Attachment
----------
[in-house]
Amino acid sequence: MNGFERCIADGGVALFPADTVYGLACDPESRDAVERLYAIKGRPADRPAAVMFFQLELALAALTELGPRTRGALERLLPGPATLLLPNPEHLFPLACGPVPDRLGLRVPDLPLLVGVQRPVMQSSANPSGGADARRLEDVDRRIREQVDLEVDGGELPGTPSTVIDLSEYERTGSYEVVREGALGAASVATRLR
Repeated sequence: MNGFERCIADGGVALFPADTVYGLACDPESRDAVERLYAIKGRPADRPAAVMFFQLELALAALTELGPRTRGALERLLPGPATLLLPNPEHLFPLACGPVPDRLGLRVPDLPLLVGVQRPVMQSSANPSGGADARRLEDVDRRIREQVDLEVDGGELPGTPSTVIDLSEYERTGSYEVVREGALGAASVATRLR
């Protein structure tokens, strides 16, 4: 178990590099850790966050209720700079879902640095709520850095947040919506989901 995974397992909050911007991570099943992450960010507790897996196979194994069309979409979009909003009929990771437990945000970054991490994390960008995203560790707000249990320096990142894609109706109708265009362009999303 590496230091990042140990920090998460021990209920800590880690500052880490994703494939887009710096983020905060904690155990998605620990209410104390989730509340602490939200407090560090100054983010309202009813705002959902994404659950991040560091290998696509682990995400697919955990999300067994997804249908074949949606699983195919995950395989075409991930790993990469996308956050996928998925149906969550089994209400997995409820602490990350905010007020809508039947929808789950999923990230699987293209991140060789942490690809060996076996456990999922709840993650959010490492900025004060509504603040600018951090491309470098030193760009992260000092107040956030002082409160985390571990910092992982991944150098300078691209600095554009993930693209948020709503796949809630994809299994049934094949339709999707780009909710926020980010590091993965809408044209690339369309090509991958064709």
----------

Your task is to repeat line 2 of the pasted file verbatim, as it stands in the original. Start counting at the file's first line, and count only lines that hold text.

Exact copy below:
Amino acid sequence: MNGFERCIADGGVALFPADTVYGLACDPESRDAVERLYAIKGRPADRPAAVMFFQLELALAALTELGPRTRGALERLLPGPATLLLPNPEHLFPLACGPVPDRLGLRVPDLPLLVGVQRPVMQSSANPSGGADARRLEDVDRRIREQVDLEVDGGELPGTPSTVIDLSEYERTGSYEVVREGALGAASVATRLR